Kentucky Great River Road Invites Travelers to "Come Closer"

Dec 15, 2014

The Great River Road National Scenic Byway follows the Mississippi River through ten states, from Minnesota to the Louisiana delta. Along the way, it moves through four Kentucky counties that make up the westernmost portion of the state: Ballard, Carlisle, Hickman and Fulton. In this portion of the road, travelers might see the Wickliffe Mounds, Ft. Jefferson, Columbus-Belmont Park, Dorena Hickman Ferry and other sites. Norma Pruitt is the Executive Director of the Kentucky Great River Region Organization and joins Todd Hatton on Sounds Good to share how this marketing organization came to be and hopes for future tourism.

In 2008, a group of local leaders in the four river counties came together with a thought that the Mississippi River was something special to the region. They also felt that the region contains resources of significant value: historically, culturally, scenic, etc. They created a strategic meeting involving the American Scenic Byway Association and put together a management plan, with the help of government assistance provided by Governor Steve Beshear. Ultimately, the region was included in the Great River Road corridor.

In Kentucky, the road picks up in Wickliffe and meanders through many roads - to Hickman to Tiptonville to Reelfoot Lake. The organization, Kentucky Great River Road also promotes the four counties in general, beyond the road - using the tagline from the national byway - inviting visitors to "come closer." The organization's board of directors have put together materials for entrepreneurs in the counties to work collectively on inviting people to shop and stay for a while.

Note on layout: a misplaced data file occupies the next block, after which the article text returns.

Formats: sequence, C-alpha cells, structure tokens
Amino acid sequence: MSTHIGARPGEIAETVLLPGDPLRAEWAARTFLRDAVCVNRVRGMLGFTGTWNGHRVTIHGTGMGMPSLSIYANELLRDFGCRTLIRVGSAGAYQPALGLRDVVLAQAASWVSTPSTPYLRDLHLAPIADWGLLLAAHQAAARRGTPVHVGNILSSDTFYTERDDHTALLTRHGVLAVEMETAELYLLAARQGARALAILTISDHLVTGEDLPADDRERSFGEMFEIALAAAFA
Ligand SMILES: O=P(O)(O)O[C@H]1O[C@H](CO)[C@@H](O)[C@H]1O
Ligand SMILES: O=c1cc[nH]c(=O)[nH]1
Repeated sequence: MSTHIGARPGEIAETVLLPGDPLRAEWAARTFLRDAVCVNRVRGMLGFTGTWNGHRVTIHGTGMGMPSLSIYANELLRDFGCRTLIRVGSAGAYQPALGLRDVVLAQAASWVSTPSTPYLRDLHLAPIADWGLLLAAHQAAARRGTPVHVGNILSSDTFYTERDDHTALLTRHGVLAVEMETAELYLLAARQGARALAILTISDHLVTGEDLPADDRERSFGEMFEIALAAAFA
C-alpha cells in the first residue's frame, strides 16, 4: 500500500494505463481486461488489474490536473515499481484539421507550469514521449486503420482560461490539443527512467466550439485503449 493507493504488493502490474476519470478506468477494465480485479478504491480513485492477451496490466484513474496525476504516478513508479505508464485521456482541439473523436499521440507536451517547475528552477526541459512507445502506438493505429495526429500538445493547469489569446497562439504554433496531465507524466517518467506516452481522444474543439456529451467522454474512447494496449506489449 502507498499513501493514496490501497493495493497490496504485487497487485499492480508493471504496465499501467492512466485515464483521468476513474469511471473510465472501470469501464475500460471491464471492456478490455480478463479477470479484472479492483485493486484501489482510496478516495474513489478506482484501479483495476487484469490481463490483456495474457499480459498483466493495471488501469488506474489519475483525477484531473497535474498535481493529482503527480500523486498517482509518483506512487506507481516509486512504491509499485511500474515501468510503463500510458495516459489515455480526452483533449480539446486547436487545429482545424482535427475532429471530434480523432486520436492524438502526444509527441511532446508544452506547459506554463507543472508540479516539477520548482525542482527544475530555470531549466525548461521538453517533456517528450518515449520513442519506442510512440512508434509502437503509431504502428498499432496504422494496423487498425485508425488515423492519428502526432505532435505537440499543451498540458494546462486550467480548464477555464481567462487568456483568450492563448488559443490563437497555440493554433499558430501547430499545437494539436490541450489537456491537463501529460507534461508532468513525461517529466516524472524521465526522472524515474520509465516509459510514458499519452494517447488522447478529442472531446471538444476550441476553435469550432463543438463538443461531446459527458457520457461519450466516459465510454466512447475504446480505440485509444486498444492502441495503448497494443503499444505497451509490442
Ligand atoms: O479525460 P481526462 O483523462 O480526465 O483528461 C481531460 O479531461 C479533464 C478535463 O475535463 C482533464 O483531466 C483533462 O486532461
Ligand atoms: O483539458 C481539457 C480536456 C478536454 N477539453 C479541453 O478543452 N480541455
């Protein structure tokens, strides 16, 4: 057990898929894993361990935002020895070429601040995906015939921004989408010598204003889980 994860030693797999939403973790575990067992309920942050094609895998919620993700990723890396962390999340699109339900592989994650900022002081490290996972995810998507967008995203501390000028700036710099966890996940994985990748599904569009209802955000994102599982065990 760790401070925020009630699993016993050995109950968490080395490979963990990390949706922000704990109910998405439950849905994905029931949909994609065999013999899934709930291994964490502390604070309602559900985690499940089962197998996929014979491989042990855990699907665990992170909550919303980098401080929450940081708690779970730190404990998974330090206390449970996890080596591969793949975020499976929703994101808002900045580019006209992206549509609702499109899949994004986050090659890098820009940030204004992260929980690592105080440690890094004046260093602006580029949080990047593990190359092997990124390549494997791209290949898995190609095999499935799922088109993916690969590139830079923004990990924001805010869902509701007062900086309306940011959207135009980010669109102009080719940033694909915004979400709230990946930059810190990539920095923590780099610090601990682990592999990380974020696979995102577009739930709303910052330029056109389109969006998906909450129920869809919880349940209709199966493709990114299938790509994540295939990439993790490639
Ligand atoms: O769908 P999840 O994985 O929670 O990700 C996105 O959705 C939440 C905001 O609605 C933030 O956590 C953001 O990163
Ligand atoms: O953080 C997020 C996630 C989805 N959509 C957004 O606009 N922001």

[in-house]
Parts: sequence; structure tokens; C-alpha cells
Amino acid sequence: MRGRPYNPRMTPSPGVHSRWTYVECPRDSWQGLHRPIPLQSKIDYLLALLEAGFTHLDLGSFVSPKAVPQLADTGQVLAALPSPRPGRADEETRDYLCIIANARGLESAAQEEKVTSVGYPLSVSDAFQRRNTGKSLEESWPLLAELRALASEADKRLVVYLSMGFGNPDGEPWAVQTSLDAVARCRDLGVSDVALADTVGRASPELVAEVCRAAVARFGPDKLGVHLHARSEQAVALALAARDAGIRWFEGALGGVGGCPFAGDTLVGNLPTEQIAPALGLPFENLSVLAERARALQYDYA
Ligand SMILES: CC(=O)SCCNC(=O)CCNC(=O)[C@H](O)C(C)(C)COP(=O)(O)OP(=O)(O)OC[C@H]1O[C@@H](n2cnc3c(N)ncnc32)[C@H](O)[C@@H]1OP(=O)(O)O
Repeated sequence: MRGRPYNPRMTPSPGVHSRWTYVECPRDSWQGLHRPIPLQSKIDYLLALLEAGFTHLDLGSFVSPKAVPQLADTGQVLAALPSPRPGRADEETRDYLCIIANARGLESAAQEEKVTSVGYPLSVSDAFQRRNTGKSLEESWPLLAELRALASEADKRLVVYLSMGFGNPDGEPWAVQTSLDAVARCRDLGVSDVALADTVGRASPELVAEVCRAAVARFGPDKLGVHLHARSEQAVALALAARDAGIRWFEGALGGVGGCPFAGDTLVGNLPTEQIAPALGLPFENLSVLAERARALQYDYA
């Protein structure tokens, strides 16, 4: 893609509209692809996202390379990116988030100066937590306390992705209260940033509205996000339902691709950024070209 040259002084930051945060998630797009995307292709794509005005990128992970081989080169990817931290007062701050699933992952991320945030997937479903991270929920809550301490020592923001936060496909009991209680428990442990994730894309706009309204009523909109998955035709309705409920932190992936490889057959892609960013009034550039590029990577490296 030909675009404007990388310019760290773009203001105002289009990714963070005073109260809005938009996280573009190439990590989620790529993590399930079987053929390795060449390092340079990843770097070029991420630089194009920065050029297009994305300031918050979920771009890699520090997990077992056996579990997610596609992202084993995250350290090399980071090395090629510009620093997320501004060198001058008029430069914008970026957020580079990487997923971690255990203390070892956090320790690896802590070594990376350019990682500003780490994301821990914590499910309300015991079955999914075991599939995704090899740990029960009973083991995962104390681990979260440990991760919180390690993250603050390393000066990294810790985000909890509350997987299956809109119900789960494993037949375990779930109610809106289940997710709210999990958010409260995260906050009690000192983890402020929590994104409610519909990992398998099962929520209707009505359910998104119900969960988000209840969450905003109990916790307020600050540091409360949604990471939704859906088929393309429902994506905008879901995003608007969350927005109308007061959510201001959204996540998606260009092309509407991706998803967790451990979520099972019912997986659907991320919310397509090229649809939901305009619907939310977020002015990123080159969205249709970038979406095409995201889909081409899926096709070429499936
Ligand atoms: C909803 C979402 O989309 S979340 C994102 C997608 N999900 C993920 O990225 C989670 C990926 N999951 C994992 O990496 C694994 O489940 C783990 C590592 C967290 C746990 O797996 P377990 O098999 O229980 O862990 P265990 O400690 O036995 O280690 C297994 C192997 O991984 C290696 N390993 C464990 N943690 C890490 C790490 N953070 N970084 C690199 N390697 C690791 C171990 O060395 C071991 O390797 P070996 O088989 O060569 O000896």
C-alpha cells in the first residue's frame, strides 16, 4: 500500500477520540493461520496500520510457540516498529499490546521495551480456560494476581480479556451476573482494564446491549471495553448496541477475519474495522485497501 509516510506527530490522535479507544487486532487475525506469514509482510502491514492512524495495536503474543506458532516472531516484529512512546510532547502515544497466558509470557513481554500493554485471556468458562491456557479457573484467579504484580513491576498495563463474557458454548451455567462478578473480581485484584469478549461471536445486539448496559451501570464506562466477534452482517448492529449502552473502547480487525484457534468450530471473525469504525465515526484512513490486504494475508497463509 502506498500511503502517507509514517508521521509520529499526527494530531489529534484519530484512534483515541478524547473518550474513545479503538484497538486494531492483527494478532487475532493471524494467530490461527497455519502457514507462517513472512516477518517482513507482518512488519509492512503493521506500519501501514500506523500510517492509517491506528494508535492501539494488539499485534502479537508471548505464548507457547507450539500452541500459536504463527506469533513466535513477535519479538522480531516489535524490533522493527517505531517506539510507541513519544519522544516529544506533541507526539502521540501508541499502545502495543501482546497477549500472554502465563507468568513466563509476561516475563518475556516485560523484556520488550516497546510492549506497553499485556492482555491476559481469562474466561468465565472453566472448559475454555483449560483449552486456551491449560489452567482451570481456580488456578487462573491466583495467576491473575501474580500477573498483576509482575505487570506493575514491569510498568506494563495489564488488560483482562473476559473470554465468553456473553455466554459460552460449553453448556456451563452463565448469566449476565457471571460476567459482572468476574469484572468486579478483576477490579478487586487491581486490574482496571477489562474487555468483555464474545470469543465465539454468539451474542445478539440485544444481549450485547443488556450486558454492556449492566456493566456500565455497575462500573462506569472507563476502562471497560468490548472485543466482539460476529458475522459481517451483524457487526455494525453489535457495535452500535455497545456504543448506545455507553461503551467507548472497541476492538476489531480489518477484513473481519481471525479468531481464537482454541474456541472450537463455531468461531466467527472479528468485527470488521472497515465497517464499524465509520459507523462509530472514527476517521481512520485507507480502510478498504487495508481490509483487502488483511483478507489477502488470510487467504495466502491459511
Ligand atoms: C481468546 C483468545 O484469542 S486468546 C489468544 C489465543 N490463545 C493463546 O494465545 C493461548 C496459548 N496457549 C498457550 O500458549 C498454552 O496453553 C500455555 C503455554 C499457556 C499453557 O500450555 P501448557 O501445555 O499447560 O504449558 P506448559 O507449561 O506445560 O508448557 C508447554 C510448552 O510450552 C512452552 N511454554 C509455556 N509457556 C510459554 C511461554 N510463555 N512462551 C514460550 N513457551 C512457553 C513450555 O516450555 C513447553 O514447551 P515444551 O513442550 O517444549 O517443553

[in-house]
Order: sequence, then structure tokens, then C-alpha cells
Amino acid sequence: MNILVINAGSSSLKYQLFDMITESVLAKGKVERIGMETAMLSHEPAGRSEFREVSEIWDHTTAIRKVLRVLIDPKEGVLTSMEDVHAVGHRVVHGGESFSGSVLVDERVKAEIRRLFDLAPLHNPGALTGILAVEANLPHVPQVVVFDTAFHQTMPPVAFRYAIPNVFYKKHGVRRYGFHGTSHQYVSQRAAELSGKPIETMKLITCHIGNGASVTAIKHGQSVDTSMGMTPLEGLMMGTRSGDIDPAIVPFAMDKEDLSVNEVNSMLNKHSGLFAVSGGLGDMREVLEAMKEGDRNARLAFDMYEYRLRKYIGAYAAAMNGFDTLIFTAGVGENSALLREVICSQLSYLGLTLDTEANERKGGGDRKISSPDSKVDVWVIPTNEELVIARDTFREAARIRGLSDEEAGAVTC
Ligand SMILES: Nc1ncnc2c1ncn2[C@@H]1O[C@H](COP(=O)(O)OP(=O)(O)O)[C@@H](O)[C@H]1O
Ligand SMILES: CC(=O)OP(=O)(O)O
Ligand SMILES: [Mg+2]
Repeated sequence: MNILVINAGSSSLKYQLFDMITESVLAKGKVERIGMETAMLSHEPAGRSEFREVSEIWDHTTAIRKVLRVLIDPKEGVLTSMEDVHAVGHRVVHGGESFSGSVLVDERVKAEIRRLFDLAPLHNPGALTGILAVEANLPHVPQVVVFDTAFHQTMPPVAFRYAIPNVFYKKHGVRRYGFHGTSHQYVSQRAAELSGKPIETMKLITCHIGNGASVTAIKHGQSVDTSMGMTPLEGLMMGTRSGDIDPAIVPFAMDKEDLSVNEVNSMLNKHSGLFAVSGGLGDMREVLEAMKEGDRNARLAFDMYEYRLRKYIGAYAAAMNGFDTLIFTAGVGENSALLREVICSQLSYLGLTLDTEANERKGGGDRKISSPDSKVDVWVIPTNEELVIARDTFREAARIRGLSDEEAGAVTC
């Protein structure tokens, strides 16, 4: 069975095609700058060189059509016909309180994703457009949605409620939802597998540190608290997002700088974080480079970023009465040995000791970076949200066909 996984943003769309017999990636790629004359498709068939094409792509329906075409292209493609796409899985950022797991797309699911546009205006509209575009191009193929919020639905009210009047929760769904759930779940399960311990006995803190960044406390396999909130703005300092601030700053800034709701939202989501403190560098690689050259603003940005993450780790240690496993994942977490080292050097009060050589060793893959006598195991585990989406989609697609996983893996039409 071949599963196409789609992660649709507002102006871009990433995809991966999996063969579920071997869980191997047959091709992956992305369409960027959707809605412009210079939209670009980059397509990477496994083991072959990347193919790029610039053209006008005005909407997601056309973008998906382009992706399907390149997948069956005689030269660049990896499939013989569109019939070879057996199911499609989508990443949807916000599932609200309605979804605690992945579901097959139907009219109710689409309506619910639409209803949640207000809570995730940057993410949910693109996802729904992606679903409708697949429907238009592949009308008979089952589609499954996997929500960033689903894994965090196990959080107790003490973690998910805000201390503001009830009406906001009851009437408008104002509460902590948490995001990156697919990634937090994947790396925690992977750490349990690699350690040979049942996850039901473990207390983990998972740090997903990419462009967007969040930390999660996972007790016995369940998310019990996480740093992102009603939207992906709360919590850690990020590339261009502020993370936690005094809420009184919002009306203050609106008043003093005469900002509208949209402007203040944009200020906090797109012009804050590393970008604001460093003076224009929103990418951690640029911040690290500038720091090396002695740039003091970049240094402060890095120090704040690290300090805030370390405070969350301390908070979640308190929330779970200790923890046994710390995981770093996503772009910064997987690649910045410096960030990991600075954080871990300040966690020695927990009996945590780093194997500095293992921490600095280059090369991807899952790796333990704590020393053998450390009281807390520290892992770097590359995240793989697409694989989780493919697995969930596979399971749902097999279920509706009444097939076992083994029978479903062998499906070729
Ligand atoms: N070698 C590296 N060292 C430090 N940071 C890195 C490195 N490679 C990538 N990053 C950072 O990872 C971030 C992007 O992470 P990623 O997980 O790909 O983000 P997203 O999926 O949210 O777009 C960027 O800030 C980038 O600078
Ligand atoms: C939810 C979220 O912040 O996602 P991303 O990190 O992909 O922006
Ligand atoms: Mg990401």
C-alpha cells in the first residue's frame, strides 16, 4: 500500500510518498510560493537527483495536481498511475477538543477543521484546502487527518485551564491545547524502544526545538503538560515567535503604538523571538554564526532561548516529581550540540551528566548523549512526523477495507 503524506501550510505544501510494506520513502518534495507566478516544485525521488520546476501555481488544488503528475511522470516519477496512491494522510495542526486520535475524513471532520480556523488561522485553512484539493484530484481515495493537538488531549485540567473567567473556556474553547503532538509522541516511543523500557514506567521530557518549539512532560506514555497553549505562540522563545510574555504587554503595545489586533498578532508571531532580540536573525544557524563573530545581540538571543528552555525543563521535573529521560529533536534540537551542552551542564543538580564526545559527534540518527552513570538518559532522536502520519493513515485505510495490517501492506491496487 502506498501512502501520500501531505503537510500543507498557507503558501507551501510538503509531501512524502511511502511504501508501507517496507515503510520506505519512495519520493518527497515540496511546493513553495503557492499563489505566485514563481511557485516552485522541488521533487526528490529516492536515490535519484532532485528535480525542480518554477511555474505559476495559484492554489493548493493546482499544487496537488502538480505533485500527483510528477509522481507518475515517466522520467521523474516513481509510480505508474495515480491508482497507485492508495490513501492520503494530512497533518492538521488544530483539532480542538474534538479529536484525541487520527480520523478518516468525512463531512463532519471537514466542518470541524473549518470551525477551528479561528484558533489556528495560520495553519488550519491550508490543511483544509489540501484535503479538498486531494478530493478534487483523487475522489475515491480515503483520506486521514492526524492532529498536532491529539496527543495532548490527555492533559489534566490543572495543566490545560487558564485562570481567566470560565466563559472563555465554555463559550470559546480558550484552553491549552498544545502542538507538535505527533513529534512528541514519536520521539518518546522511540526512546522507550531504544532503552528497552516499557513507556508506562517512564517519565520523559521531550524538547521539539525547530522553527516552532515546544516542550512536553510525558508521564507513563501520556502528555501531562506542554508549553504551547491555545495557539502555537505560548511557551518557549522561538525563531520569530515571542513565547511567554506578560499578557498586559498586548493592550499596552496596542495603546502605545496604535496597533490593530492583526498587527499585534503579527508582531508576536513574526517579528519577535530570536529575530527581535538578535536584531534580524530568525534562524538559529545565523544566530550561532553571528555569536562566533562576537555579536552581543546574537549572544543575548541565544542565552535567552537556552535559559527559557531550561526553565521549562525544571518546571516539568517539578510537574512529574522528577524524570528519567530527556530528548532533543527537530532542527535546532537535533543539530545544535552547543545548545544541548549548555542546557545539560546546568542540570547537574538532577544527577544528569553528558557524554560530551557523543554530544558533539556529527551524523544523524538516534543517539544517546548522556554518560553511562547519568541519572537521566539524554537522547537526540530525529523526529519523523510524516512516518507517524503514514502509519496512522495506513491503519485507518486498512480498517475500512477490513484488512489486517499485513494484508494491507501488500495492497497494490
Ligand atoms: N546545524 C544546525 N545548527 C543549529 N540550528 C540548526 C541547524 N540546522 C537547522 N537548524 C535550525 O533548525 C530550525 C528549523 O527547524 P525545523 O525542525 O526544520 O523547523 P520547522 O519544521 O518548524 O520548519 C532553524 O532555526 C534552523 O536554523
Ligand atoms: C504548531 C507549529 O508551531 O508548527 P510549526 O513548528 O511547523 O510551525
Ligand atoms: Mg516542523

In 2011, Pruitt says their red brochure debuted with 120 places to shop, stop, stay, visit, attractions, restaurants, parks, etc. As of 2013, they added 45 places to the list and if reprinted today another 10-12 more would be added. Roughly 28,000 brochures were printed and distributed to welcome centers across Kentucky. It's also published online.

Recently, she's been working with tourism leaders in Hopkinsville to bring Trail of Tears signage into the river region for roads, walking and hiking trails, etc.

More about the Kentucky Great River Road